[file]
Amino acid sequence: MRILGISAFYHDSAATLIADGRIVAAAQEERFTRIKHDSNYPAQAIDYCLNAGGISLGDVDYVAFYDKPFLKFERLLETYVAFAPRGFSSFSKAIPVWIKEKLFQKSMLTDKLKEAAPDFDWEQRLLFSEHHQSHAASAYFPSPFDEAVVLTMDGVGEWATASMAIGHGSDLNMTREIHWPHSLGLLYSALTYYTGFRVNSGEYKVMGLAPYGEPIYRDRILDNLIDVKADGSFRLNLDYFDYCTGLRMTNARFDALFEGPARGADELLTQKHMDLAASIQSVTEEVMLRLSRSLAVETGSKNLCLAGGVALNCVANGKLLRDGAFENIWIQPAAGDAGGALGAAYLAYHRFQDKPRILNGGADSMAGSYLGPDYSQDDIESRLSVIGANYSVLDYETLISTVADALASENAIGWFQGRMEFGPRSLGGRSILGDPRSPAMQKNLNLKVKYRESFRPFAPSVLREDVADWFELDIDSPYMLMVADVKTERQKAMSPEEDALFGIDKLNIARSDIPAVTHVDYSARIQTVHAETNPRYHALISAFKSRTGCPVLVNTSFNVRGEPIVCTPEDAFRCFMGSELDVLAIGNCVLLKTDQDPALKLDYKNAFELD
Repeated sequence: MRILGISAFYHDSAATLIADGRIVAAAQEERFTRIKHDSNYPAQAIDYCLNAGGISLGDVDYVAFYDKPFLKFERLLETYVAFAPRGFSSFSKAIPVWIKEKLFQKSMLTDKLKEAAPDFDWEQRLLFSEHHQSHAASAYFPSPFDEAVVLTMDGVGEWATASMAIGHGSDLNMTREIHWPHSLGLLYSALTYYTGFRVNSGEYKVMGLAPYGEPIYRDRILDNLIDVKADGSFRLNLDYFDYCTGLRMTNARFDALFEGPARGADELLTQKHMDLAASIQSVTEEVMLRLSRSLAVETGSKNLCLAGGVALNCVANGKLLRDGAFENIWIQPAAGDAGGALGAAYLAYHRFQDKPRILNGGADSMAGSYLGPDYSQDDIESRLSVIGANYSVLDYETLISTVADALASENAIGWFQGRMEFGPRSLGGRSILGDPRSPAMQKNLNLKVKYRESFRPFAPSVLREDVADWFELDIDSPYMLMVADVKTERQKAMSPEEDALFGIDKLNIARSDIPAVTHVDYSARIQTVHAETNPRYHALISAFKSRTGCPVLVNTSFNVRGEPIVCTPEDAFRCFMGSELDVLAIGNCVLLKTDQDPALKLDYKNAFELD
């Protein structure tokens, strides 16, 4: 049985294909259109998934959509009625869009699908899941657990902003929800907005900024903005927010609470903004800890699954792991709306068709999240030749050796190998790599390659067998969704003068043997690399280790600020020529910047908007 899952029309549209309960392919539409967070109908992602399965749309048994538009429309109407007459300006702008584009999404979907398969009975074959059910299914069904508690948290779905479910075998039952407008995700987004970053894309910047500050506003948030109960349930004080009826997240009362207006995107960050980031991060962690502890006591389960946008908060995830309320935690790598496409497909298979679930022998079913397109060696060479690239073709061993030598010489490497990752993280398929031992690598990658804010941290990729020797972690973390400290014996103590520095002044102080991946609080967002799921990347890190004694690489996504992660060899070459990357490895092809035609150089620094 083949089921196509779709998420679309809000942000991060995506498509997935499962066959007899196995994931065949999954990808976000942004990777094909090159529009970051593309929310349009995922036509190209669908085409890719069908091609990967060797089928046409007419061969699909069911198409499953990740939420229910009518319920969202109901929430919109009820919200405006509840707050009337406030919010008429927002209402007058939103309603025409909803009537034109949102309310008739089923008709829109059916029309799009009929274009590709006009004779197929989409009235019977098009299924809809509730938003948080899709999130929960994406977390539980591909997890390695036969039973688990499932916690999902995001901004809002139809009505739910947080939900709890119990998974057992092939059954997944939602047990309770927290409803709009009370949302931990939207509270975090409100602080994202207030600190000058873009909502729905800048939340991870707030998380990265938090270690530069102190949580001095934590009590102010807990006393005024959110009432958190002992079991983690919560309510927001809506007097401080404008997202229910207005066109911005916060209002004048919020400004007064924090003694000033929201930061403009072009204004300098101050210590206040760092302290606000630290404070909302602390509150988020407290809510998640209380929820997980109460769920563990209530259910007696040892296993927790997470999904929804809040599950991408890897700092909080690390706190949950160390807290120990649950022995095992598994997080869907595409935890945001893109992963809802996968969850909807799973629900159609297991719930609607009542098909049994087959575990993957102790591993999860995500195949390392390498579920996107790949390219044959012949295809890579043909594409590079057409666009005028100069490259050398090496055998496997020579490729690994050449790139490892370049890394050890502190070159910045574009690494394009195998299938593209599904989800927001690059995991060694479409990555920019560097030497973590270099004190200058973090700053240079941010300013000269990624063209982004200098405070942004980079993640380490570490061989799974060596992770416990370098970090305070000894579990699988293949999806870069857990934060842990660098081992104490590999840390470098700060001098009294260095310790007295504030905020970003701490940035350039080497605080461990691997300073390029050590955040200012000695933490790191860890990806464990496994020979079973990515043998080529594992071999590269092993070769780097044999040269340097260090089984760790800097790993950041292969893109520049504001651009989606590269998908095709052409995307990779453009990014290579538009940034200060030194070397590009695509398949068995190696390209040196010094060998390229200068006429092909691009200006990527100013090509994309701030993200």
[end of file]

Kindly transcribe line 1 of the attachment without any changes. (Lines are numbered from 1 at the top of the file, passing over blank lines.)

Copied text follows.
Amino acid sequence: MRILGISAFYHDSAATLIADGRIVAAAQEERFTRIKHDSNYPAQAIDYCLNAGGISLGDVDYVAFYDKPFLKFERLLETYVAFAPRGFSSFSKAIPVWIKEKLFQKSMLTDKLKEAAPDFDWEQRLLFSEHHQSHAASAYFPSPFDEAVVLTMDGVGEWATASMAIGHGSDLNMTREIHWPHSLGLLYSALTYYTGFRVNSGEYKVMGLAPYGEPIYRDRILDNLIDVKADGSFRLNLDYFDYCTGLRMTNARFDALFEGPARGADELLTQKHMDLAASIQSVTEEVMLRLSRSLAVETGSKNLCLAGGVALNCVANGKLLRDGAFENIWIQPAAGDAGGALGAAYLAYHRFQDKPRILNGGADSMAGSYLGPDYSQDDIESRLSVIGANYSVLDYETLISTVADALASENAIGWFQGRMEFGPRSLGGRSILGDPRSPAMQKNLNLKVKYRESFRPFAPSVLREDVADWFELDIDSPYMLMVADVKTERQKAMSPEEDALFGIDKLNIARSDIPAVTHVDYSARIQTVHAETNPRYHALISAFKSRTGCPVLVNTSFNVRGEPIVCTPEDAFRCFMGSELDVLAIGNCVLLKTDQDPALKLDYKNAFELD